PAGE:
Dunnottar Castle
Dunnottar Castle

Dunnottar Castle

The first time I laid eyes on Dunnottar was almost magical...we were on the highway, heading towards the sea on our way home from a long day of sightseeing, and as we reached the top of an incline, everyone in the car said "ooh, there's the ocean". Now I love the sea, but the first words that came out of my mouth were something like "What's the name of that Castle?" I was awestruck- the sun was on it's descent from the sky behind us, and was casting it's orange rays upon this beautiful castle ruin... it made the walls look orange. We were able to stop, once we reached the castle area, but unfortunately, it was already closed, so I had to settle for some pictures.

We were in the area for a few days longer, but no matter how hard I tried; a trip to Dunnottar just wasn't in the making ... but I never forgot it, and read as much information as I possibly could find about it from that point onwards, until we went back to Britain almost 5 years later. This time I was determined to visit it, come rain or come hail, I was going to walk amongst the ruins of that castle, and dream my little dreams...

It had rained every day since we had arrived in Scotland, and that day was no different, yet it mysteriously stopped for a while whilest we paid our visit to the castle. It was miserably cold and quite windy, but we remained in good spirits throughout. The trek up to the castle was picturesque- across a field to the edge of a cliff, where a steep path made it's descent to the pebbled beach below. As it had rained so much prior to our visit, everything was pretty muddy, so the going was tough, but more adventurous, I felt.

Now, before going down the path, I should tell you a little about our surroundings, as well as the castle... as I said, it was a field, but to the right of us there was a small valley that dipped all the way down before coming up the other side again- it wasn't very wide but quite deep; one certainly wouldn't entertain the thought of jumping that gulley! There was a large waterfall on the other side of the 'ditch' that had collected all of the rain water and was guiding it down to the sea. There were Lambs and sheep abound- and balls of their wool billowing around the fields, catching in the long grass.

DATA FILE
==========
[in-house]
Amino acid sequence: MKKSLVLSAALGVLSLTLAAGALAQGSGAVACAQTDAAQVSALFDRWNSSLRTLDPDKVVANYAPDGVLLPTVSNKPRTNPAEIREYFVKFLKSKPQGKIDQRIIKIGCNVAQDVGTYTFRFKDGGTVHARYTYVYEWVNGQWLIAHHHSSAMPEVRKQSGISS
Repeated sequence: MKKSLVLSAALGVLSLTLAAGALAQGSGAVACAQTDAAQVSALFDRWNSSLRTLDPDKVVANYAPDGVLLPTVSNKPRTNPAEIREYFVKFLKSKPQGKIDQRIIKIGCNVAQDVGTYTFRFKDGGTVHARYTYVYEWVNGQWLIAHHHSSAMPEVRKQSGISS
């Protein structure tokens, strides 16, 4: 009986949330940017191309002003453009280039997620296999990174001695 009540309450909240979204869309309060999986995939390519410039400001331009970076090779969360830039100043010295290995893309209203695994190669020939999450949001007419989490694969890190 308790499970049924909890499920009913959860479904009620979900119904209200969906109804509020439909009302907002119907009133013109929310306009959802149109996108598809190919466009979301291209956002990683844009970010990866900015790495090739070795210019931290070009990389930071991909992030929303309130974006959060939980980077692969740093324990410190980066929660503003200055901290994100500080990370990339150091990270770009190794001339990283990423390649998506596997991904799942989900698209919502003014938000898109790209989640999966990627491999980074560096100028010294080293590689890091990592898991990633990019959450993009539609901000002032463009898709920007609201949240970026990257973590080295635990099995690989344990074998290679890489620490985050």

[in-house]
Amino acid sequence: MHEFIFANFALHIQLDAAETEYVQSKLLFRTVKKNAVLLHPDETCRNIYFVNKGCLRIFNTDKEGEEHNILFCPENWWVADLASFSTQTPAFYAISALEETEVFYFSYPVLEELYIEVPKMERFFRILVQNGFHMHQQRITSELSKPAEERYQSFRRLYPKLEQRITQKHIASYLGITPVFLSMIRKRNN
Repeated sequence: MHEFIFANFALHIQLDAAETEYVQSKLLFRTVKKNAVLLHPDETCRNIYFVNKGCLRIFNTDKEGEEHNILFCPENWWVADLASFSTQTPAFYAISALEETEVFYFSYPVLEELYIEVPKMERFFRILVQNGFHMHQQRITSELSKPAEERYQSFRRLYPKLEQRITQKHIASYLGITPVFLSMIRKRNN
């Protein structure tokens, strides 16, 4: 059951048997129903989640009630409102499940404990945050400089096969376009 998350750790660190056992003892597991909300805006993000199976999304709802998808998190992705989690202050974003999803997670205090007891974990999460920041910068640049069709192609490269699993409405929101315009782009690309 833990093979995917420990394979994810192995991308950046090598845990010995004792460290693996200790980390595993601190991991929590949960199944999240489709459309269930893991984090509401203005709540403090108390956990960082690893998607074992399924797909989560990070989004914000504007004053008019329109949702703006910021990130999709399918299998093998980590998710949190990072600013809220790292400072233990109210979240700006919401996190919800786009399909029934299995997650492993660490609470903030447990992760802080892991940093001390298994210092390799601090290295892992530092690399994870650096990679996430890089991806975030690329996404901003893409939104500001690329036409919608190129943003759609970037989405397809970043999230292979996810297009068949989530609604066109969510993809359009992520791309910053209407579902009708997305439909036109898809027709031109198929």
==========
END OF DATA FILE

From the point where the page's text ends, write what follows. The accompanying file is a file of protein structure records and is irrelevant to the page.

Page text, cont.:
We eventually made it down to the bottom of the muddy cliff path, then followed the path to the castle's entrance (or gatehouse), which is actually built right into the rock. To say the least, the gatehouse is formidable, with its tall wall completely inscaleable. To the right of the gatehouse is a five story sixteenth century building, known as Benholm's Lodging. There are several gun-loops and loop-holes for arrows, that look over the pathway, providing the building with it's only light from that side, and adding yet more protection to the castle.


View of Castle Entrance
Castle Entrance

The most domineering structure of the castle is the tower house (or keep), and this structure, though missing it's roof, still stands at it's original height of about 50 feet as it did after construction, back in the 14th century. Total measurements of the keep are about 41 ft by 36 ft, with rubble walls built about 5 feet thick. The plans of the keep can be seen at the bottom of this page, along with the plans for the castle.


Keep & Smithy Keep & Storehouse
The Keep and part of the Smithy Keep & Storehouse

The buildings next to the keep consist of the Storehouse, the Smithy, and the Stables. The storehouse appears to have been used for storing of ammunition, and also extra accomodation. The Smithy was the blacksmiths, and has a large arched fireplace, which is very much in ruin, but can still be seen. The stable block had room to hold maybe a dozen horses. There are also two chambers with privies (loos) within the stable block to accomodate the livery masters.